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Friday, January 22, 2010

miniscule victories . .

My praise today is over a very small detail, in fact a moth-ish type dead bug.  Or rather it's removal.  We began rounds this morning confronted with a child in significant respiratory distress, the grandchild of a staff member, with a dozen or more concerned relatives all watching in anguish as this baby struggled, wide-eyed and tired, with a lung infection.  It took some serious effort to rouse the man-with-the-key to the generator, get it on so we had some temporary power, and retrieve the oxygen concentrator from maternity.  This is a machine that takes room air and puts out a low flow of enriched oxygen, and one of the MAIN reasons I'm excited about potentially connecting to power next week . . .anyway, the maternity staff told me sadly that it's not working anymore.  Meanwhile the baby's mom was sobbing the death wail, sure her child was dying.  So me-of-minimal-mechanical know-how (where is Luke when you need him) plugged it in and started fiddling with buttons and switches.  Just when we're on the brink of electricity it would be so like Bundibugyo for the oxygen concentrator to die.  I found that the flow meter shot up when I began to unscrew one of the fittings where the tubing to the patient is supposed to attach, and by a process of trial and error determined the connector was plugged.  Every-ready nurse Heidi handed me a needle, and I poked around in the hole and sure enough, the aforementioned dead moth was extracted.  After which oxygen did, indeed, flow.  And the patient closed his panicked eyes and fell asleep in his mom's arms.

And a victory that I hesitate to celebrate quite yet, but may be more than miniscule.  For months I've been struggling with the district, the lab, the blood bank, the clinical research center in Fort Portal, various staff, anyone who would listen, to get a workable system in place for ensuring a steady flow of blood for transfusion, and prompt delivery of some samples and results from Fort Portal.  I've had the royal run-around. So today I invited our DHO (head of everything for health in Bundibugyo), the in-charges of the two main labs, a CRS representative who was supposedly funding the non-existent transport, and all our staff to a meeting.  It started two hours or more late.  It required tedious listing of all the history and details.  It veered off several times into unsolvable dilemmas.  But praise God, thanks to having everyone in one spot and thanks to the clear thinking and selfless suggestion of Moses from the lab, we made a multi-party agreement of a new system that we all think will actually WORK.  There is nothing more tiring than making phone call after phone call and getting vague excuses and knowing money is being embezzled while anemic children are dying.  So I am very thankful for everyone's effort today and hopeful for the future.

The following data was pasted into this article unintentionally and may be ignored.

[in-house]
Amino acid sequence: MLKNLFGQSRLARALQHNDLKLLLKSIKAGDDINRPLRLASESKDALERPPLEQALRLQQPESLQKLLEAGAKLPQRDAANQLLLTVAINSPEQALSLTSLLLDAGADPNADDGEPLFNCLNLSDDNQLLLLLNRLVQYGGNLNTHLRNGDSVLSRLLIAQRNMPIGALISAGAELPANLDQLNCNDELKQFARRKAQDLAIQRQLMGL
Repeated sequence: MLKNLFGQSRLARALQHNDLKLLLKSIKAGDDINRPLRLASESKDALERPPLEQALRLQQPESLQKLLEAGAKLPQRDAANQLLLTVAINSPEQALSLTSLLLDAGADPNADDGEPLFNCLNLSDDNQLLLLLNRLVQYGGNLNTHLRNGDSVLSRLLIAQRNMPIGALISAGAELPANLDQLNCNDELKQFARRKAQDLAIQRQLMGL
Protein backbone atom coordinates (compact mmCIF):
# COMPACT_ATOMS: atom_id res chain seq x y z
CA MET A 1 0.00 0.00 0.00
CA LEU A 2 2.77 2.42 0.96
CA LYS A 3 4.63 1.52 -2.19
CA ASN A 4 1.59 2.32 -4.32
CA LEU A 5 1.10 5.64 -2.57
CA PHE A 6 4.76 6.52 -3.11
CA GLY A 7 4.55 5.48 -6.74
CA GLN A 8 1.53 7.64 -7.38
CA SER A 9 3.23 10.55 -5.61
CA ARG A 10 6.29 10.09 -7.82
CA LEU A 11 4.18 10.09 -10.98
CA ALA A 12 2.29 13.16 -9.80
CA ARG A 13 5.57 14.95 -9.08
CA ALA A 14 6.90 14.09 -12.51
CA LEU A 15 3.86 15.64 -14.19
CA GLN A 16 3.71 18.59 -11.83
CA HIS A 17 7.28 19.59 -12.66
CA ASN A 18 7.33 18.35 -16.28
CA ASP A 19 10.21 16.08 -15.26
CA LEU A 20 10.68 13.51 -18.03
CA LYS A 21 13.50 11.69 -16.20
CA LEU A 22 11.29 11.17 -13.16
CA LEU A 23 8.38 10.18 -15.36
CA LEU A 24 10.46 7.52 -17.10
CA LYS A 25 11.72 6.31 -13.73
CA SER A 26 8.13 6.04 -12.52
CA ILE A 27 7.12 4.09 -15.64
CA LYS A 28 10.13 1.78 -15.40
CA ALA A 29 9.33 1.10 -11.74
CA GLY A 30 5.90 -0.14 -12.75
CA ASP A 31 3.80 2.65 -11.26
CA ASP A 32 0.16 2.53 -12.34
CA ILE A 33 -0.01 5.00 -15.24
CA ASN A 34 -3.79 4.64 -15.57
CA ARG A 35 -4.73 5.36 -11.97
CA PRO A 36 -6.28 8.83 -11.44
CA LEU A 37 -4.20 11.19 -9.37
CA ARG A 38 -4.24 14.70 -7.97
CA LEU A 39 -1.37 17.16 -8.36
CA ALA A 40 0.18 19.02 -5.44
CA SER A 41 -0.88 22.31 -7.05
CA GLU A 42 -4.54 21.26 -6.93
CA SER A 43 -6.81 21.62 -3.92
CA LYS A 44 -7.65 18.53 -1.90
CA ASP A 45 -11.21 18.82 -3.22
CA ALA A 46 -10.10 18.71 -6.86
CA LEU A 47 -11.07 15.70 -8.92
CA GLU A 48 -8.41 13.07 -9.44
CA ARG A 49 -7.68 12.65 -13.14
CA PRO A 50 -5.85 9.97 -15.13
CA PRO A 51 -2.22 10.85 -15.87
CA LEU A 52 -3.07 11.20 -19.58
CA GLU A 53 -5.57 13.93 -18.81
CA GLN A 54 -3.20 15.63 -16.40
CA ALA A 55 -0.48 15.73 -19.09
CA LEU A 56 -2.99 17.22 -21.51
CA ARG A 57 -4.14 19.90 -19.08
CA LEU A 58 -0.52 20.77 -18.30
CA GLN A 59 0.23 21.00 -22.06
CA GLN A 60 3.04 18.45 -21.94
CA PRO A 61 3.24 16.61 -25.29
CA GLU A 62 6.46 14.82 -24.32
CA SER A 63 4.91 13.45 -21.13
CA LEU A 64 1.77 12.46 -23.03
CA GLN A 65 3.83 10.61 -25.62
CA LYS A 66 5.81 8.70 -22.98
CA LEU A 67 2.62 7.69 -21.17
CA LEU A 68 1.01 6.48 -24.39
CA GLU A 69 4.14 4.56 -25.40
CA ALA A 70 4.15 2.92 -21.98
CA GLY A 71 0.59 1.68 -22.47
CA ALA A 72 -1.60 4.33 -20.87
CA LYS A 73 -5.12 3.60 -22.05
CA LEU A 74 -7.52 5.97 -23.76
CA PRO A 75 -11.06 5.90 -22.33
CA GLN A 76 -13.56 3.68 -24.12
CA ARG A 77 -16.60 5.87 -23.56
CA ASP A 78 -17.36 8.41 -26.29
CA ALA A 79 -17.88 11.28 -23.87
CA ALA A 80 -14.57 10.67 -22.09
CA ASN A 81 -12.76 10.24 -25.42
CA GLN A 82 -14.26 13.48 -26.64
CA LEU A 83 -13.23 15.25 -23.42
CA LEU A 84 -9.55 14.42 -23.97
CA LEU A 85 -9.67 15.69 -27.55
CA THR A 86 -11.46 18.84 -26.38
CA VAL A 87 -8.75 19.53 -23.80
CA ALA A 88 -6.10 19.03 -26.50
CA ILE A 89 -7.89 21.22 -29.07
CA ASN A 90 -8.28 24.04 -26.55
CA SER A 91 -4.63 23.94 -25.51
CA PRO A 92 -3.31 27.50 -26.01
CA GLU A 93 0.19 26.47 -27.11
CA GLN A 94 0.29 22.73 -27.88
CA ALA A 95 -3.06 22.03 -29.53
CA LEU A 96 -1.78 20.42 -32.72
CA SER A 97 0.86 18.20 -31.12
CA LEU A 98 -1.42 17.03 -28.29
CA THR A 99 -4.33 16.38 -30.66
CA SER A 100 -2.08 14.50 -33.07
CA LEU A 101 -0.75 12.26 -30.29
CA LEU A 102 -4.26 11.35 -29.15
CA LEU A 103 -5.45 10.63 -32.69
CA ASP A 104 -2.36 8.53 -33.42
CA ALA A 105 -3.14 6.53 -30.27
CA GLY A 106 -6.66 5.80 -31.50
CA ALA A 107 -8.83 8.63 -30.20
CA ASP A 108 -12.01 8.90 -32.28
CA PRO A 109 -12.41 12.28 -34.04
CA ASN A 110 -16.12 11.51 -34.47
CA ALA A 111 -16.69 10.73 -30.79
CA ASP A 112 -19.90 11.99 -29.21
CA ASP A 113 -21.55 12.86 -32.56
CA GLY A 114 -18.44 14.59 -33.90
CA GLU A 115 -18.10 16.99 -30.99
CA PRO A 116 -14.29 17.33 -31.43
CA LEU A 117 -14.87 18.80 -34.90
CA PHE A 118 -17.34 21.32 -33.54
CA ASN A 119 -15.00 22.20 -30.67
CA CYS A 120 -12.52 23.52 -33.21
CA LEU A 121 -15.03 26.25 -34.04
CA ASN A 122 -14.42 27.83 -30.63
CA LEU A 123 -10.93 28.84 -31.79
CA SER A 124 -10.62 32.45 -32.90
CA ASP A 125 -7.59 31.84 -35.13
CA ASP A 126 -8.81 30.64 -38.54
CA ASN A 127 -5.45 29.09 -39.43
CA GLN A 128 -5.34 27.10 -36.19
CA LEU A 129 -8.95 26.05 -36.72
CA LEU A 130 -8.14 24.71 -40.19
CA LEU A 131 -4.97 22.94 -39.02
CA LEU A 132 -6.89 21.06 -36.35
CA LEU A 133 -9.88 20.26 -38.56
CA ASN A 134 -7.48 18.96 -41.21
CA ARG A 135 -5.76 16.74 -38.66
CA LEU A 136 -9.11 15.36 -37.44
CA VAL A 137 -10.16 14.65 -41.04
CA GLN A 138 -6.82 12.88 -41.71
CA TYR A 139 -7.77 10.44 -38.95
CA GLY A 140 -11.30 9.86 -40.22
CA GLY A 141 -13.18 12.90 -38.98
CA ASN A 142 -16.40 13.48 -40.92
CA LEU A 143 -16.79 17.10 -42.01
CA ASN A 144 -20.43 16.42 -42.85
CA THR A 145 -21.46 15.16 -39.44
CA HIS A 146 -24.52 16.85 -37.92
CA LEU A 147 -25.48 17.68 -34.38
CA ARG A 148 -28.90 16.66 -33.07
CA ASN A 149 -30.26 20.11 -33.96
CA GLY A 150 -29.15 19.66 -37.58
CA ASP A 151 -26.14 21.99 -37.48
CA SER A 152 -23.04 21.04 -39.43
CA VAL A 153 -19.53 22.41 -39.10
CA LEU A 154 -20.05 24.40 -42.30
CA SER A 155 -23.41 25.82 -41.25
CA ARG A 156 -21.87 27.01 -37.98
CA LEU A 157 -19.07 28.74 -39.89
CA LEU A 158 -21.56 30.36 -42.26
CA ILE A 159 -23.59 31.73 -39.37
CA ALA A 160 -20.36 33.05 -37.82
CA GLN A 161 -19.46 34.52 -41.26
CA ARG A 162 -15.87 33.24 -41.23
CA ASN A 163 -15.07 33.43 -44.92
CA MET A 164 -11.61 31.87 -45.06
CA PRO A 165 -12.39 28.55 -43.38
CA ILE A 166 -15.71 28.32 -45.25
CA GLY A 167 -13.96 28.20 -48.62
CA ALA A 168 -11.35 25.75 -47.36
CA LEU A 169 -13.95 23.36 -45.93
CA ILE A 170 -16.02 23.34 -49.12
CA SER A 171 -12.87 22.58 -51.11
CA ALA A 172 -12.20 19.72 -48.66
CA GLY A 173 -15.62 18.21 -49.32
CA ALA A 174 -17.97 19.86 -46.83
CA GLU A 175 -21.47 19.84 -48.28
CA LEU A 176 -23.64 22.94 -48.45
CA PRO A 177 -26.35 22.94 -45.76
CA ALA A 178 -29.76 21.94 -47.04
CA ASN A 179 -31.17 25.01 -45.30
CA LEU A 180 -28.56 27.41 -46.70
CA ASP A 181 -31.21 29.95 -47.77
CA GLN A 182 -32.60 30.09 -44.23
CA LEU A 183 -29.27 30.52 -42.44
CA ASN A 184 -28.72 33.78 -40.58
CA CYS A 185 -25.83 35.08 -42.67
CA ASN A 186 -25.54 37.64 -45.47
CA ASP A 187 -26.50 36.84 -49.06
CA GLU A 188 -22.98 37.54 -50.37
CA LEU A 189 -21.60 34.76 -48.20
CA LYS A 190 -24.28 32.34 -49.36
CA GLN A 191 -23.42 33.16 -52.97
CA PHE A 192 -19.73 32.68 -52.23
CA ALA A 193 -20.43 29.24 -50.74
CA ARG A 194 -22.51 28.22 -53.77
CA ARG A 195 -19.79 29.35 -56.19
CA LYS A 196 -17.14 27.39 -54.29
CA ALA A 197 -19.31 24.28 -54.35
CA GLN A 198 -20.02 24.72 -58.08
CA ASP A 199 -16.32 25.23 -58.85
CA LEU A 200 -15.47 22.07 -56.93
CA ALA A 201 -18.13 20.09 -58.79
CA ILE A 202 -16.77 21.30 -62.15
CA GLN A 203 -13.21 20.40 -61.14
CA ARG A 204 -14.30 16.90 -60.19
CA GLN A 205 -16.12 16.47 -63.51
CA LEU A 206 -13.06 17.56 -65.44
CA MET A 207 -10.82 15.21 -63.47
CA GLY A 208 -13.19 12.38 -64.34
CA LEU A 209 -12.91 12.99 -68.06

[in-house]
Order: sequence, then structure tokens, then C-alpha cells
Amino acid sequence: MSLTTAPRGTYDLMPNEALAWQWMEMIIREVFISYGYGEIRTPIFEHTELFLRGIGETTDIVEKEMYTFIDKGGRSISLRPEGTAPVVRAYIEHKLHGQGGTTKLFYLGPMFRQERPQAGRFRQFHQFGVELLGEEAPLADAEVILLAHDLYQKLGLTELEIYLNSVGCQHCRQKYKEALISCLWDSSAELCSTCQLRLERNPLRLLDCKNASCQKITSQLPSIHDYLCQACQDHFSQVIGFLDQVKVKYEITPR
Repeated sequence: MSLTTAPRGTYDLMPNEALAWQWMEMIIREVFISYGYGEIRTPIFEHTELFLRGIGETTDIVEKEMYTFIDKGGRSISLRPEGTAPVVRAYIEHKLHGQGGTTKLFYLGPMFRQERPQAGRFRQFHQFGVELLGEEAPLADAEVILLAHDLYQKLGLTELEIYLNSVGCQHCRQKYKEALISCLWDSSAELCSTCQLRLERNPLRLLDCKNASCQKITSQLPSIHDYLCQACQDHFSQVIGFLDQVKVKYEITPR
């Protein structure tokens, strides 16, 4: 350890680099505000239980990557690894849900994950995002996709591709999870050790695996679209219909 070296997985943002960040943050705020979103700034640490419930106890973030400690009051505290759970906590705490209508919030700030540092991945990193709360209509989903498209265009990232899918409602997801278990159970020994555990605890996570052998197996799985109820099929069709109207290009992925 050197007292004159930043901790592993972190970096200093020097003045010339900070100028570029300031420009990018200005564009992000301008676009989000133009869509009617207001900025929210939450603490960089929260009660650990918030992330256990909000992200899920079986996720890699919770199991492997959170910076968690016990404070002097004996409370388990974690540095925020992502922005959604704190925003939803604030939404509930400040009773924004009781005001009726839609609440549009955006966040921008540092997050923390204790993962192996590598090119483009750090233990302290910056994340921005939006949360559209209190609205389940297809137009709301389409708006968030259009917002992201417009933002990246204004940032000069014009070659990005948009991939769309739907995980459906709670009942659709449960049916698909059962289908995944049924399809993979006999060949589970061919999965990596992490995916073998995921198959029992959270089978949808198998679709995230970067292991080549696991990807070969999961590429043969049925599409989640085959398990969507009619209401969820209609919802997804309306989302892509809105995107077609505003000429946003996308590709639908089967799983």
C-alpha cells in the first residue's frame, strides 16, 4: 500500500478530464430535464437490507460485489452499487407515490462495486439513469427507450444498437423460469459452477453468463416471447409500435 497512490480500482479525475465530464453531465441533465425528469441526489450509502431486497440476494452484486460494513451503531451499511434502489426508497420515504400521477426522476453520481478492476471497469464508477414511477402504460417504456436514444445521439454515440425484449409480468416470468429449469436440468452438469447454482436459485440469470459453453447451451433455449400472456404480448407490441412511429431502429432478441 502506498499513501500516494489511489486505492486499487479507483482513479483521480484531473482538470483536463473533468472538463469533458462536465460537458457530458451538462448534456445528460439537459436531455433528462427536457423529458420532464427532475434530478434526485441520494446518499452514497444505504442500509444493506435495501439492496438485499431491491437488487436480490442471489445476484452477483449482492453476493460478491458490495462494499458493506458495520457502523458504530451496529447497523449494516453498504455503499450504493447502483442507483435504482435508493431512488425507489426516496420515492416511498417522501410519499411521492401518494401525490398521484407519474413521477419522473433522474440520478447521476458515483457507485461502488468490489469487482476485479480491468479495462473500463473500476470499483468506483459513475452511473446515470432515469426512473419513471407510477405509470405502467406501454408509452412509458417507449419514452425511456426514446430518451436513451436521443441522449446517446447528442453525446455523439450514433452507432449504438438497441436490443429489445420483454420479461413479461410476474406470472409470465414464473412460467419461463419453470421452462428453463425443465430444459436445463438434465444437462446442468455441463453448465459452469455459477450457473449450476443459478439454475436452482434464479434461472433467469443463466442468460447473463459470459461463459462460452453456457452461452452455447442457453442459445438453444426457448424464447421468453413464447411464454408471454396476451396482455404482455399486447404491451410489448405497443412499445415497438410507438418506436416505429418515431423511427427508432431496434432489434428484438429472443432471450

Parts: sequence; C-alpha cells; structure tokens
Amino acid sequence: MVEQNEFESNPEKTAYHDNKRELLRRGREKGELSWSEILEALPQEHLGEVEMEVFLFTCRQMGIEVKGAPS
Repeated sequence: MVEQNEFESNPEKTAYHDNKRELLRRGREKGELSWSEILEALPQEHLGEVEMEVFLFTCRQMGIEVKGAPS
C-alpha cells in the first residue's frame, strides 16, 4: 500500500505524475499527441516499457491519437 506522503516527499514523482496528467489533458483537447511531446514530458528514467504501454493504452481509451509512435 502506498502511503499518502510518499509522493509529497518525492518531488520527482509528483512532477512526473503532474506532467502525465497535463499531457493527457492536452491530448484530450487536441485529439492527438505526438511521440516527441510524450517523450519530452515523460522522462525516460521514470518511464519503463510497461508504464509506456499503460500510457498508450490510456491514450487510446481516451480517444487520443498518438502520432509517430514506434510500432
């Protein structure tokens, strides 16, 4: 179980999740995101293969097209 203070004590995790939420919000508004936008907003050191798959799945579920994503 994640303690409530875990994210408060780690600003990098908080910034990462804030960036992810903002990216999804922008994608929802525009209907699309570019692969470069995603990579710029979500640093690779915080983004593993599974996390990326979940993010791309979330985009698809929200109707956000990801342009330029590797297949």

Thirdly, there was quite a hubub in Nyahuka last night, including two gun shots and a lot of shouting.  It turned out to be police scattering a mob who had caught a rapist in the act of harming a 12 year old girl, a well-known business man who is suspected to have AIDS.  Praising God for tough justice, for our new in-charge officer who seems to be taking this seriously.  About two hundred people were on the road around the station this morning to make sure the man was carted off to jail and not allowed to bribe his way out.  Encouraging to see people on the side of the victim, at least for now.

And last but not least, the national paper ranked ALL secondary schools today.  There were 2,231.  They were published in order of best to worst, based on exam results.  Christ School Bundibugyo ranked 403--that puts us in the top 20% (or you could look at it as the 82nd percentile) in the country.  The next best Bundi schools were below 1700 on the list (bottom quarter).  Maybe another decade to the top 10%, but given what we have to work with, pretty amazing to be where we are.

This post is a bit of a pep talk . . long week of emerging from illness and struggling with discouragement.  Good lessons from the rich book of Job:  keep engaged with God, stop trying to control the world because God is doing a much better job (God never explains much to Job, other than to show him His greatness), and pray for your friends no matter what, even if they criticize you.  At long last, trying to take those lessons to heart, and as I do, seeing God's power and mercy from dead bugs to apprehended criminals to improbable political victories.

1 comment:

harryk said...

Dear Jennifer,

Thank God for the perseverance He gave you to keep working on the oxygen concentrator so that baby’s life could be spared! Your experience shows that moths don’t just corrupt (Mat 6:19), they can try (like thieves) to steal…lives. And all of this, sadly, because of the curse that we brought on all creation (Gen 3:17; Rom 8:20-21). Maybe your rescue of the child can be a reminder of the deliverance that God provides from the curse. Thanks be to Him also for the other encouragements/victories in progress.

Harry K

P.S. Hope you all get the package soon.